An optically trapped exciton–polariton condensate forms states corresponding to excited energy levels of the confining potential. Recently, it was shown that non-uniformity of the ring-shaped trapping potential leads to the simultaneous occupation of two split energy levels. This results in the formation of an oscillating vortex cluster with periodically changing signs of topological charges. Here, we experimentally demonstrate the control of the topological charge oscillation frequency by tuning the ellipticity of the excitation profile. Our observations are corroborated using the linear Schrödinger equation for a two-dimensional quantum harmonic oscillator. Our findings open a promising avenue for the investigation of optical vorticity properties and their applications in controllable settings.

A quantum vortex is characterized by the hollow-core density distribution and quantized circulation of some physical quantity around the core. Initially predicted in liquid helium by Onsager,1 quantized vortices were observed in superconductors,2 superfluid helium,3 atomic Bose–Einstein condensates,4 and in laser systems.5,6 The optical vortices are characterized by the integer number of 2π phase winding (i.e., topological charge l) and associated with orbital angular momentum (OAM) or Laguerre–Gaussian higher-order modes.6 The growing interest in vortices has led to the manifestation of singular optics as a separate research field,7–9 spanning from studies of exotic fractional topological charges10 and half-quantized vorticity11,12 to practical applications. The latter include realization of vortex-based entangled states,13 optical tweezers,10 and 3D particle manipulation,14,15 as well as OAM entanglement-based cryptography16 and OAM-based optical communication line multiplexing.17 

Of particular interest in singular optics is the generation of vortex arrays: clusters8,18,19 and lattices.20–23 The former arise in the gain media of the optical cavity, which enables coexistence of two transverse modes of different parity with a fixed phase difference.19 Therefore, the generation of arrays with multiple arranged vortices would require precise control of the gain spatial distribution. In addition to pure photonic systems, hybrid light–matter systems, such as exciton–polaritons (polaritons hereafter), are suitable to study the vorticity. Polaritons are bosonic quasi-particles that appear in the strong coupling between confined photons and excitons inside the semiconductor microcavity. Due to their unique properties, namely strong inter-particle interaction, low effective mass ( 10 5 m e), and high mobility, polaritons are apt for the investigation of Bose–Einstein condensation,24,25 superfluidity,26,27 optical lattices,28–30 vortices31 including giant32 and stirring-induced33 ones, vortex–antivortex pairs,34 and finally, vortex clusters35,36 and lattices.37–39 Moreover, interactions of polaritons with the optically induced exciton reservoir40 allow for the realization of the arbitrary potential landscapes for condensates utilizing shaped excitation patterns. The malleability in the creation of optically induced potentials has resulted in reports on tunable “barriers” for coupling control,28 lattices of condensates,29 and optically confined condensates.41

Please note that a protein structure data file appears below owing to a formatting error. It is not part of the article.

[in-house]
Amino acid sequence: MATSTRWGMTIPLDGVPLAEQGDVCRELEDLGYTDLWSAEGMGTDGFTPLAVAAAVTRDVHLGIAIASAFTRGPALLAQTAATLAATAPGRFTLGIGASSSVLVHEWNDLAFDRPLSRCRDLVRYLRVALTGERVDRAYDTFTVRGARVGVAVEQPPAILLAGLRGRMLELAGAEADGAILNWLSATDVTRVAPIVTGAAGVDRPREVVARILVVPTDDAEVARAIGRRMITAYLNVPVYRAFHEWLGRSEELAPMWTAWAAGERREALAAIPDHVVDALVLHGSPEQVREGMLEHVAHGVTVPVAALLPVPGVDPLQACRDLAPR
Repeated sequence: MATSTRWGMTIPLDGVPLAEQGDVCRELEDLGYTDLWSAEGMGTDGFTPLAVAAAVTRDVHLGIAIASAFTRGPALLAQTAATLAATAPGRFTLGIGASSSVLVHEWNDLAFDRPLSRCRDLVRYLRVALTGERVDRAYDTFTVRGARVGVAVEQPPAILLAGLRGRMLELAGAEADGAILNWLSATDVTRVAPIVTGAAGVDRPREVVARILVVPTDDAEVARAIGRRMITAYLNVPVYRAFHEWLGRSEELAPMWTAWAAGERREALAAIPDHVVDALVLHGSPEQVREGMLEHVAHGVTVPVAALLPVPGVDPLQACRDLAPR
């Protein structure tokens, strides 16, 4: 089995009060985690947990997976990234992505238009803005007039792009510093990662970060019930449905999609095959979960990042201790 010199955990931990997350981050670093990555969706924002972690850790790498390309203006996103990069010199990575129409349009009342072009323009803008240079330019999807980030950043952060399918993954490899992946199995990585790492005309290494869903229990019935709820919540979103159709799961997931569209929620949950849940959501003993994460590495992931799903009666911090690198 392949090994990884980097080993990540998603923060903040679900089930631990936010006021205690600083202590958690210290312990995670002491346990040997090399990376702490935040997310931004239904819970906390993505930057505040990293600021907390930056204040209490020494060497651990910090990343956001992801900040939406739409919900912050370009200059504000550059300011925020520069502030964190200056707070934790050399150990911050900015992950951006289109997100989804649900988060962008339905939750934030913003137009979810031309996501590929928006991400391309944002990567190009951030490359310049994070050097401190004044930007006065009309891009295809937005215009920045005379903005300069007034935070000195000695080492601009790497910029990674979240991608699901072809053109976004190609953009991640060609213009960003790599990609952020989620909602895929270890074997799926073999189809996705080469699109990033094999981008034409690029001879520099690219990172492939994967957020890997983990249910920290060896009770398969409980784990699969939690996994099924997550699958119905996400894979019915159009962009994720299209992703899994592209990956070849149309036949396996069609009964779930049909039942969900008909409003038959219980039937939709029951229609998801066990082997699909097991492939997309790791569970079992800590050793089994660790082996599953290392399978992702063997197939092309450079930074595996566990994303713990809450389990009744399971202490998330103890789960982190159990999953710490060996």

Recently, we experimentally demonstrated that optically trapped polariton condensate can spontaneously form two beating higher-order spatial modes with frequency splitting f originating from the small effective ellipticity, induced by pump non-uniformity.42 The mode splitting leads to the appearance of a cluster of four single-charged quantized vortices [two with l = + 1 and two with l = −1, see Fig. 1(a)] that periodically (twice per beating period) changes the signs of topological charges. This system, being an example of the multimode condensate43,44 demonstrates spontaneous formation and cyclic dynamical evolution, indicating a limit cycle. For simplicity, we will further refer to this object as an oscillating vortex cluster. Recently, this phenomenon was also observed experimentally, for a polariton condensate in micropillar cavities,45 and investigated theoretically.45–47 However, the control of the topological charge oscillating frequency has been lacking to date.

FIG. 1.

(a) Normalized measured spatial intensity distribution of the vortex cluster spontaneously arising in the optically trapped polariton condensate. Red, yellow, and violet dashed ellipses schematically denote the trapping potential of different ellipticities: ϵ1, ϵ2, and ϵ3. Intensity dips marked with red and black squares indicate the position of vortices with l = + 1 and l = −1, respectively, that oscillate at the frequency f. (b) Two frequency-detuned interfering Ince–Gaussian modes I G 33 ( e ) and I G 31 ( e ) form the spatial distribution of vortex cluster presented in panel (a). Color scale in (b) applies also to (a). (c) Energy splitting between Ince–Gaussian modes hf (where h is the Plank's constant), and frequency of vortex cluster oscillations is proportional to the trap ellipticity ϵ. (d) Schematic of the experimental setup based on Michelson interferometer for the measurement of | g ( 1 ) ( τ ) | of the condensate.

FIG. 1.

(a) Normalized measured spatial intensity distribution of the vortex cluster spontaneously arising in the optically trapped polariton condensate. Red, yellow, and violet dashed ellipses schematically denote the trapping potential of different ellipticities: ϵ1, ϵ2, and ϵ3. Intensity dips marked with red and black squares indicate the position of vortices with l = + 1 and l = −1, respectively, that oscillate at the frequency f. (b) Two frequency-detuned interfering Ince–Gaussian modes I G 33 ( e ) and I G 31 ( e ) form the spatial distribution of vortex cluster presented in panel (a). Color scale in (b) applies also to (a). (c) Energy splitting between Ince–Gaussian modes hf (where h is the Plank's constant), and frequency of vortex cluster oscillations is proportional to the trap ellipticity ϵ. (d) Schematic of the experimental setup based on Michelson interferometer for the measurement of | g ( 1 ) ( τ ) | of the condensate.